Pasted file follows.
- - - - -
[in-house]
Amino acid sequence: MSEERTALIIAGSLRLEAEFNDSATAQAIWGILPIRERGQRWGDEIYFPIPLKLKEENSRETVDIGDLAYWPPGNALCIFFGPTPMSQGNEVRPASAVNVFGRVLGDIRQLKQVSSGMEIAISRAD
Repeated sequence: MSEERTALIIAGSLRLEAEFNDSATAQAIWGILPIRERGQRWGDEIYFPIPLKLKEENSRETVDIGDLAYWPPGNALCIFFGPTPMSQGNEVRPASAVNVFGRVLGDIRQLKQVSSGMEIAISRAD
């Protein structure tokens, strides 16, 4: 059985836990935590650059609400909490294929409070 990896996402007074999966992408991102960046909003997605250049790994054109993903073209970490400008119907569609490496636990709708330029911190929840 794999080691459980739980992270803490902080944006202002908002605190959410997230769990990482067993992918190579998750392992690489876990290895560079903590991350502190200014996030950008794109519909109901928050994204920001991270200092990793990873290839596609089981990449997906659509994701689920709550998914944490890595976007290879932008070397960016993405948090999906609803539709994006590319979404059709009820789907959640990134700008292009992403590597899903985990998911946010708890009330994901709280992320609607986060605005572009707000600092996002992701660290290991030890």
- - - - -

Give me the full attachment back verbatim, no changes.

[in-house]
Amino acid sequence: MSEERTALIIAGSLRLEAEFNDSATAQAIWGILPIRERGQRWGDEIYFPIPLKLKEENSRETVDIGDLAYWPPGNALCIFFGPTPMSQGNEVRPASAVNVFGRVLGDIRQLKQVSSGMEIAISRAD
Repeated sequence: MSEERTALIIAGSLRLEAEFNDSATAQAIWGILPIRERGQRWGDEIYFPIPLKLKEENSRETVDIGDLAYWPPGNALCIFFGPTPMSQGNEVRPASAVNVFGRVLGDIRQLKQVSSGMEIAISRAD
């Protein structure tokens, strides 16, 4: 059985836990935590650059609400909490294929409070 990896996402007074999966992408991102960046909003997605250049790994054109993903073209970490400008119907569609490496636990709708330029911190929840 794999080691459980739980992270803490902080944006202002908002605190959410997230769990990482067993992918190579998750392992690489876990290895560079903590991350502190200014996030950008794109519909109901928050994204920001991270200092990793990873290839596609089981990449997906659509994701689920709550998914944490890595976007290879932008070397960016993405948090999906609803539709994006590319979404059709009820789907959640990134700008292009992403590597899903985990998911946010708890009330994901709280992320609607986060605005572009707000600092996002992701660290290991030890």